Sardana said that in Punjab a sectarian divide was created between Sikhs and Hindus in the name of politics. Even the ‘Granthi’ of Akal Takht at the Golden Temple mentioned that the repeal of these Acts will now control the divisive forces which were fueling the Sikh-Hindu divide in Punjab.
He further pointed out that tubewell electricity subsidy in Punjab is Rs 55,000 per year per household because they also steal power in the name of tubewell which is used for home. “Power connections at these places have a parallel connection between household electricity. Loot is going on in the name of agriculture, farmers, and subsidy. The way farmers’ agitation has destabilised telecom towers, private warehousing, and logistic systems in Punjab, no business will risk going to Punjab,” he said.
Sardana said that India’s 60% population is farmers and taxpayers are 3%-4%. If whatever little tax that is collected is given to farmers, it is political shortsightedness. If there will be no development, R&D, education, or quality health care, there is no future for India. He said farmers get money only through consumers or the government and if you don’t connect them with consumers and they get their money from govt what is the future of this country.
On repealing the Essential Commodities Act, he said it is a big loss to infrastructure development. The country is producing 305 million tonnes of food grains and our total storage capacity, including in government and private sector, is only 85 million tonnes. “We are losing more than 1 lakh crore [tonne] food grains every year through pilferage, theft, infestation, manipulations and so many other frauds which is taxpayers’ money.”
He said these laws would have made all 6,70,000 villages in the country investment destinations as every village would have some of the other products which would require storage facility, a small grading, packing station, or processing station.. now the entire process has been derailed. No investment will come.
He also said that after West Bengal chief minister Mamata Banerjee pushed out the Tatas, the most respected ethical business house, out of the state, she is now inviting investment there.
“It appears that these farmer leaders have become pests for the agriculture itself instead of demanding better technology, infra, training, info and having mandis,” he said.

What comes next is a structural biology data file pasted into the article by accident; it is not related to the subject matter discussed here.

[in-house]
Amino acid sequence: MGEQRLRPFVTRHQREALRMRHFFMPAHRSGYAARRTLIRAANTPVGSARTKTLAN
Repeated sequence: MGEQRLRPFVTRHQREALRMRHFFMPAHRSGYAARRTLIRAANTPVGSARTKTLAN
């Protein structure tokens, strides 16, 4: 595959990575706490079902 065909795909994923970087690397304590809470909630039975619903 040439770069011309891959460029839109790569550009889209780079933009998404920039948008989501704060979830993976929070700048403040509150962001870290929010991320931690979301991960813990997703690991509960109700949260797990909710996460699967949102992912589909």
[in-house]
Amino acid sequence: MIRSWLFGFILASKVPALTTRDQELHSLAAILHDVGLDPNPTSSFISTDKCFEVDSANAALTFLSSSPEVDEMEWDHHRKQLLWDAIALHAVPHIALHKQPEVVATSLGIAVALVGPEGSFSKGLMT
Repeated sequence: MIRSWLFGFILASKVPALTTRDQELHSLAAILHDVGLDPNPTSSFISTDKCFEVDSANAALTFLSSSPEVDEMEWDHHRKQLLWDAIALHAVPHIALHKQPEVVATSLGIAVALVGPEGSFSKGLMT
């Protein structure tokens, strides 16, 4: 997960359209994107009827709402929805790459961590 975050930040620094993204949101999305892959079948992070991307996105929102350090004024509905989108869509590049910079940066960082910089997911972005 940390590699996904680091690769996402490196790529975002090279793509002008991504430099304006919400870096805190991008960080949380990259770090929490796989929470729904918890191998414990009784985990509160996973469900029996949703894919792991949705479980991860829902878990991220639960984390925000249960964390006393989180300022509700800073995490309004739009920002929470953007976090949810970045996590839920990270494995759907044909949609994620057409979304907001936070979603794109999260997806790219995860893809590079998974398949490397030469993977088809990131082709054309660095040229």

Cycling is a passion for many, and it is a way to fitness too. With rising numbers of vehicles on the road, the government encourages this environment-friendly mode of transportation, but it comes with numerous challenges. An accident last month on the Mahipalpur flyover of south Delhi, which took the life
As the post-pandemic fallout and geopolitical uncertainty slows down global economies and sanctions against some nations, energy crisis and inflation are adding to the troubles, India is projected to be decoupled from world economy and fare better. To check if this belief really holds water, in the latest
With the advent of globalization came a new set of challenges for corporations, notably the duty of ensuring the well-being of all stakeholders while also protecting the planet`s natural environment. Although we are dedicated to a faster and more inclusive rate of growth, it is equally imperative that we f
BMC commissioner and administrator Iqbal Singh Chahal has been conferred with a Honorary Doctor of Science Degree (honoris causa) by Guru Nanak Dev University in Amritsar, Punjab. Chahal was conferred the degree during the 48th convocation of the University in Amritsar at the hands of Punjab
Securities and Exchange Board of India (Sebi) aims to use a two-track approach on environmental social and corporate governance (ESG). Addressing a conference on ‘ESG for Atmanirbhar Bharat` in Mumbai, Sebi chairperson Madhabi Puri Buch said that that there should not be a single carbo
Presenting authentic information is the prime responsibility of media and that facts should be properly checked before they are put in the public domain, union minister of information and broadcasting Anurag Thakur has said. “While speed with which the information is transmitted is imp